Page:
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Miracle Mom

by Betty Castleberry  
1/27/2007 / Pets

The tiny pup leapt right in the middle of the sleeping older dog. She raised her head and sniffed the little intruder curiously, then gave her a good sopping with her tongue. I was uncertain as to how our dog, Ruby, would accept the new puppy, so I was standing nearby, ready to intervene if necessary.

It looked like I wasn't going to have to worry. The little Chihuahua mix, which I named Lupe, tired herself out climbing all over Ruby until she finally curled up against her and fell asleep. Ruby, who was a Boston Terrier/Sheltie mix, gave her a final lick and settled back to sleep as well.

For the next couple of days, I spent a lot of time observing the two dogs together. Apparently Ruby had adopted the new puppy as her own. When Ruby settled down to rest, there was Lupe, lying right beside her. It began to look like Lupe was nursing from Ruby. The puppy was latched on, and making nursing motions and sounds. Lupe had just been weaned, so I didn't really give it a lot of thought. I just assumed she found comfort in doing this, and that Ruby was more or less a pacifier for the pup. While watching them one day, Lupe opened her tiny mouth and yawned. Her little pink tongue was covered with white liquid. For just a minute, I was confused.. The only thing she had to eat that morning was some puppy chow and a drink of water, but it looked like milk on her tongue. My mind raced. I wondered if Lupe could possiblly really be nursing her.

I watched very closely, and sure enough, Ruby was producing milk. This was remarkable to me. Ruby was an older dog, and had never had a litter of pups. I called our vet and told him what I had observed. It wasn't real common, he informed me, but yes, it was possible for a dog who had never had puppies to nurse puppies, or any other animals, for that matter.

I began to think of Ruby as The Miracle Mom. She wanted to mother a puppy so much that she actually nursed our new addition.

Lupe played rough, but Ruby never seemed to mind. She was a five pound ball of energy that tagged after Ruby wherever she went. One day, Ruby walked by with a squirming brown attachment hanging from her tail. It was Lupe, who had obviously decided she wasn't going to let go of Ruby's tail, no matter what. Lupe's little teeth were wrapped tenaciously around the tail, and she was being dragged along as Ruby went about her business. Ruby let the little firecracker puppy do just about anything to her that she wanted. It was a rare thing for Ruby to snap at the puppy, and when she did, it was half hearted.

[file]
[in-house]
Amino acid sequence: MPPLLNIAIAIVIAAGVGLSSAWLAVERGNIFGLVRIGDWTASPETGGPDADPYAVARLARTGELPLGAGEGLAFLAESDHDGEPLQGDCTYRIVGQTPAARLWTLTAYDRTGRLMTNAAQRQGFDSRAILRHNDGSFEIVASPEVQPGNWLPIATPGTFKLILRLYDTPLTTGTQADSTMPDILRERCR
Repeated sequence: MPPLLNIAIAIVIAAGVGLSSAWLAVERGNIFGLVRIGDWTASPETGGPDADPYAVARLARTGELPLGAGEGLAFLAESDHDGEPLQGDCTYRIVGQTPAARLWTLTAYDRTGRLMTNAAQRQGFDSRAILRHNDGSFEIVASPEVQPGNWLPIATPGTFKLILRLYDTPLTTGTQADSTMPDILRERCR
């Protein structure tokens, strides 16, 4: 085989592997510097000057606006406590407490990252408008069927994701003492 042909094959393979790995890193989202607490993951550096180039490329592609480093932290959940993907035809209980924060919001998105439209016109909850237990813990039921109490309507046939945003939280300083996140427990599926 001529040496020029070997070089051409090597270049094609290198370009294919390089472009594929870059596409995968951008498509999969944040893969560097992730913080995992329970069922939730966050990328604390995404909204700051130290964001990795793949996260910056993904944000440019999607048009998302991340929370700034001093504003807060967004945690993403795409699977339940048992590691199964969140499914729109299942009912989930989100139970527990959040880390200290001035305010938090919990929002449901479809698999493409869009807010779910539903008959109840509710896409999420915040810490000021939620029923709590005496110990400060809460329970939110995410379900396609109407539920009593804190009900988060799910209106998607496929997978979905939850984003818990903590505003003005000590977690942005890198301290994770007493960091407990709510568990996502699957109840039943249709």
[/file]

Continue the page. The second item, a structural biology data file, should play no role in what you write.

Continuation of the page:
As Lupe got older, she did stop nursing from Ruby, but they still remained inseparable.. They played tug of war and slept together every night.

Ruby's health began to deteriorate. Her movements became more cumbersome and her eyesight began to fail. One morning when she rose, she moved very slowly, and seemed to have trouble seeing. A trip to the vet confirmed my suspicions. Her failing eyesight had become total blindness. The vet seemed to think she would be okay, though, if she remained at home in her own house and yard where she was familiar with things.
Lupe still tried to play with her. Ruby was still very patient. Lupe often approached her with a mock growl, and Ruby responded by licking her face.

Ruby became very lethargic, and I knew her days were numbered. I was dreading a trip back to the vet, but suspected I would have to take Ruby for her final trip there. I was spared this, however, when Ruby left me one evening. She passed away peacefully in her bed, with Lupe by her side.

I don't know if animals have human emotions or not, but I know they have feelings. Why else would an aging dog, who had never experienced motherhood, become a mom to a rowdy pup?

Parenting skills must transcend species. Ruby allowed Lupe to play with her, sleep with her and even nurse from her. Some might call it instinct, but I would disagree. I call it a mother's love.

Copyright 2006 Betty Castleberry

~The author is a retired-early-by-choice RN who lives in Texas with her husband and three parrots. She has a daughter, step daughter, and five grandchildren. She is a published author, and loves to write for the Lord. Email her @
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